Dr. Carrel
 
Research Interests:
 
CURRENT RESEARCH
 

As a naturalist with training in chemical ecology and physiology, I tend to delve into a wide range of research topics and follow them into different directions.  Most of my work is aimed at learning more about the lives of arthropods uniquely adapted to Florida scrub.  I chose this topic in the mid-1980's when I came to appreciate that the scrub habitats at the Archbold Biological Station collectively represent one of the oldest, most restricted, and harshest ecosystems in North America, making them a globally important center of endemism.  In short, the insects, spiders, and millipedes of interest to me turned out to be species whose entire distributions are confined to patchy sand dunes that comprise the Lake Wales Ridge in south-central Florida.  Furthermore, because these uplands are being further fragmented and destroyed by rapid development of Highlands and Polk Counties, it is a matter of some urgency that we learn more about the conservation status of the endemic arthropods.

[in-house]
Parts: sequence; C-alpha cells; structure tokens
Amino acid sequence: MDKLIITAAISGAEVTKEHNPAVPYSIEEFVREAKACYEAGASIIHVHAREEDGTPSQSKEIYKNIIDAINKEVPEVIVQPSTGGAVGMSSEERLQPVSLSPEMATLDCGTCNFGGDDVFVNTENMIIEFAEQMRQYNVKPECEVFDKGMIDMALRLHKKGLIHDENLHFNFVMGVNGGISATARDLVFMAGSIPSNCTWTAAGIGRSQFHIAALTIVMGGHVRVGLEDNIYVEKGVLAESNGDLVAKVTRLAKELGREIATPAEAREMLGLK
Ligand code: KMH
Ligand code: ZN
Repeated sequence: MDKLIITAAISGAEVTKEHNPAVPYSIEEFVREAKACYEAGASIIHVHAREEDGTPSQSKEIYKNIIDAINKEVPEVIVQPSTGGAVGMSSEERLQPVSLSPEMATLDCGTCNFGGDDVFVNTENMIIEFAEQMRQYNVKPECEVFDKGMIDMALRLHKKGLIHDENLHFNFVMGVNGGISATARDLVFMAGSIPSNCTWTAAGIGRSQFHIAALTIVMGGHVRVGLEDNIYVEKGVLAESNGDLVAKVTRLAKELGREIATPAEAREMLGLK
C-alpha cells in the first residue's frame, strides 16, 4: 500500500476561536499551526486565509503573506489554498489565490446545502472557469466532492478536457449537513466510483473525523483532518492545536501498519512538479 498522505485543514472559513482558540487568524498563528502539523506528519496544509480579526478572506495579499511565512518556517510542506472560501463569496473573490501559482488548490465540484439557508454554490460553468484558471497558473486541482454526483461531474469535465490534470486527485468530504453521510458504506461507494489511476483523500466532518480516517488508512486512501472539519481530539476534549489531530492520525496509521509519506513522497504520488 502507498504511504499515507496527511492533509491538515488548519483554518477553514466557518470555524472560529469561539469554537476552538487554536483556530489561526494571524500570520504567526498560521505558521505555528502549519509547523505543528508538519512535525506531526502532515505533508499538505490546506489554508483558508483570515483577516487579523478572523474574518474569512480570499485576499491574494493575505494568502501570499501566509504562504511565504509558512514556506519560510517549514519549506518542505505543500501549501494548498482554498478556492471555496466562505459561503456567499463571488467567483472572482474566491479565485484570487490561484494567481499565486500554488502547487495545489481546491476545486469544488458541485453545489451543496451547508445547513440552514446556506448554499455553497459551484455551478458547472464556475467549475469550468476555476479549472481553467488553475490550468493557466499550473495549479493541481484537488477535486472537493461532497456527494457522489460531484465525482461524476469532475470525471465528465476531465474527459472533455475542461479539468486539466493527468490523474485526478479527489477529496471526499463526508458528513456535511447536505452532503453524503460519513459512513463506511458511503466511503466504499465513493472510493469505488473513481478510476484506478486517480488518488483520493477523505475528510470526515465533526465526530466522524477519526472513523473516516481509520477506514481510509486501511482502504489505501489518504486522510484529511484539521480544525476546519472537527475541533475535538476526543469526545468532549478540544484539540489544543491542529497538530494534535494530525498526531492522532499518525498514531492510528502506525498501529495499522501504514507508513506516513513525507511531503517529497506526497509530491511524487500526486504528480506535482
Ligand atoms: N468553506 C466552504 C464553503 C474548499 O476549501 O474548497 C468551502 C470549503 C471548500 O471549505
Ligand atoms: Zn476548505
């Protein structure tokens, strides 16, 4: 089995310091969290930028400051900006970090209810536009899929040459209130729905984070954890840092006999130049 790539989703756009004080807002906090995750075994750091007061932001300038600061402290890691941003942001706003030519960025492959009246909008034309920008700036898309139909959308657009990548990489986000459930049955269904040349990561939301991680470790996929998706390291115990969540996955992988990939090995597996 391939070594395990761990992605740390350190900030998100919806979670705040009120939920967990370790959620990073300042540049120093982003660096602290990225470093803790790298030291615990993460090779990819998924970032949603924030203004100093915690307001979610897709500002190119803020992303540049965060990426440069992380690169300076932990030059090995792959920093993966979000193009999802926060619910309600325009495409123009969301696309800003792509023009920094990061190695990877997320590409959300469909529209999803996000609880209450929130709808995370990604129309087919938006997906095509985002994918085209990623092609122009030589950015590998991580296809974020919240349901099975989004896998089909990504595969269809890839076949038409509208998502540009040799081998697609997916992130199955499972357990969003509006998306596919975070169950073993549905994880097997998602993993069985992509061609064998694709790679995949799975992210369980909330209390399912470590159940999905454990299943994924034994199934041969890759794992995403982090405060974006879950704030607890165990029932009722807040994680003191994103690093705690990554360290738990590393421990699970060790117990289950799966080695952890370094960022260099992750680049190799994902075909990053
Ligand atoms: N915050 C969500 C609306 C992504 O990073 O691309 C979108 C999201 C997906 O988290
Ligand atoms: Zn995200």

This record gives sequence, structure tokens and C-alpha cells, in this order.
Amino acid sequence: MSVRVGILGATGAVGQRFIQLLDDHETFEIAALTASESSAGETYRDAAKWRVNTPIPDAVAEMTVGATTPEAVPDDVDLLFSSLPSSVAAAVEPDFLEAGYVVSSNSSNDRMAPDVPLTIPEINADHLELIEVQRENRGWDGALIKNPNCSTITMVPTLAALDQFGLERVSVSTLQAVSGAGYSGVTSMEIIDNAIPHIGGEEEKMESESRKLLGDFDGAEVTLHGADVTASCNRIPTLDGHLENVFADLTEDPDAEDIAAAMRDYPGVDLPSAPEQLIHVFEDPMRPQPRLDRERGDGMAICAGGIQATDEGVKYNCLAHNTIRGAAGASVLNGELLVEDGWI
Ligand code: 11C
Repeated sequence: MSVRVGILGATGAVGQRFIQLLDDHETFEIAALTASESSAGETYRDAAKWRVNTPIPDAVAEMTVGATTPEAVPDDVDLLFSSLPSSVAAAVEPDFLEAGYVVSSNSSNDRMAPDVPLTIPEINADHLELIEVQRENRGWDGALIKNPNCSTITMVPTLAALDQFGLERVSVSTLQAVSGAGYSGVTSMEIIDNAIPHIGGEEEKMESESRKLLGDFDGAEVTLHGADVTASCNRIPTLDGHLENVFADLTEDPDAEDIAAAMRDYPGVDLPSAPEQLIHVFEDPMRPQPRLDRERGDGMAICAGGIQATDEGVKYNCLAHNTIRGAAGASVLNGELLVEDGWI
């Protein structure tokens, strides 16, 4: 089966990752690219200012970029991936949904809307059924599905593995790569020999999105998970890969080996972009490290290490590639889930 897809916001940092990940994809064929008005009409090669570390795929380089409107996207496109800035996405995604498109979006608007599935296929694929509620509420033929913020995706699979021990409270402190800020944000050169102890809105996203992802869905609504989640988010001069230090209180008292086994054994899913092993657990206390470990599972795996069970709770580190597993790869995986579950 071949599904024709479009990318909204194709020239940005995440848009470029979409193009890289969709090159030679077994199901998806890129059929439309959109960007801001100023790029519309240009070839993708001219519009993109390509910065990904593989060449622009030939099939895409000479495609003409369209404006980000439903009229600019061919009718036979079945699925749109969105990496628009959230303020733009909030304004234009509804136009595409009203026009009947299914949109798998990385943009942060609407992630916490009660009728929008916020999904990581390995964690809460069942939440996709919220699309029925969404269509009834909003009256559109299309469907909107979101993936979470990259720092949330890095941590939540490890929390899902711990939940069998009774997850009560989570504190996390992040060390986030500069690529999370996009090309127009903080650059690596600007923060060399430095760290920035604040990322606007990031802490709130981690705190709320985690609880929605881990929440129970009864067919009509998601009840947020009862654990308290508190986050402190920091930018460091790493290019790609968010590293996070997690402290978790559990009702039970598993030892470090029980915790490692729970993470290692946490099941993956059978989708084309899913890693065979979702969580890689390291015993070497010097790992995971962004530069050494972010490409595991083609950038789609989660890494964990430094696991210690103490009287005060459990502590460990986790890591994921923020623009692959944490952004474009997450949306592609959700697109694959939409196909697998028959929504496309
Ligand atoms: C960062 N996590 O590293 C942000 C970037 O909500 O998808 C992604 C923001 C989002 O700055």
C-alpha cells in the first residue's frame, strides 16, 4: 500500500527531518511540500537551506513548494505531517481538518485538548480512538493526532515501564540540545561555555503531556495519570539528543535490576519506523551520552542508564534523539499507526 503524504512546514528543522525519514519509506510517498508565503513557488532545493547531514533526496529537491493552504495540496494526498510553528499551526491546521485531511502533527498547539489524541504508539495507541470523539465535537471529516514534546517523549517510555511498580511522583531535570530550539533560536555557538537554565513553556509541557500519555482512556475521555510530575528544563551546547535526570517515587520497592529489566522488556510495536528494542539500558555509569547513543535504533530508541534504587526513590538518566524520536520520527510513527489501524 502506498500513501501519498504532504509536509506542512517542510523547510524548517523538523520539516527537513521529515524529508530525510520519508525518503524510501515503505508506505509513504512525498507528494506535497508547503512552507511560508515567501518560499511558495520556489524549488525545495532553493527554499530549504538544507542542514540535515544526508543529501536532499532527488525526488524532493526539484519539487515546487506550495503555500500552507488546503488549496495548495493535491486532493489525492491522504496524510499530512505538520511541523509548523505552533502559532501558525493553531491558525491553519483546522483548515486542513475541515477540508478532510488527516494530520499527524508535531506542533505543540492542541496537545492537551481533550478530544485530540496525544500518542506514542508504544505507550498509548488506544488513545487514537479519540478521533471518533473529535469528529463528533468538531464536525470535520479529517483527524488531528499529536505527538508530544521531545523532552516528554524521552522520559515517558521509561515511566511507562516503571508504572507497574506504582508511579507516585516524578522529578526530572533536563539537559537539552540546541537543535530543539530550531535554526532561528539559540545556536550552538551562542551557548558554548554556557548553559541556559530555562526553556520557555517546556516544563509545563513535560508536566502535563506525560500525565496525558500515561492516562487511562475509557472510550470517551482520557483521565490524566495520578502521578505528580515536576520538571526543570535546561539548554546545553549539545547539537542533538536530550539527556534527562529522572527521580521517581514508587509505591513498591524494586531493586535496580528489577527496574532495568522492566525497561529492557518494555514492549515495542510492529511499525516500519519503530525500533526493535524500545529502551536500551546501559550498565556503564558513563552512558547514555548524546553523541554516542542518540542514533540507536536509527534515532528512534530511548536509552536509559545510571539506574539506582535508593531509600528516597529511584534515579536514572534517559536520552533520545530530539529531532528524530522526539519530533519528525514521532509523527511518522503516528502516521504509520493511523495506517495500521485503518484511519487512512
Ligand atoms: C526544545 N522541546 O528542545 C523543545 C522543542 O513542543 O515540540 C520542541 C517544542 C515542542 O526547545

I also continue to collaborate with Dr. Jan Weaver, my wife, in her long-term study of arthropods in oak forests in the Missouri Ozarks (Click here to see her website). As shown in the photograph below, during summer we have a mix of high school, college, and graduate students processing samples of "bugs" extracted from leaf litter.  All this goes on daily under the direction of our lab technician, Mary Jackson [at microscope], who is an expert at insect and mite identification.

 

 
 
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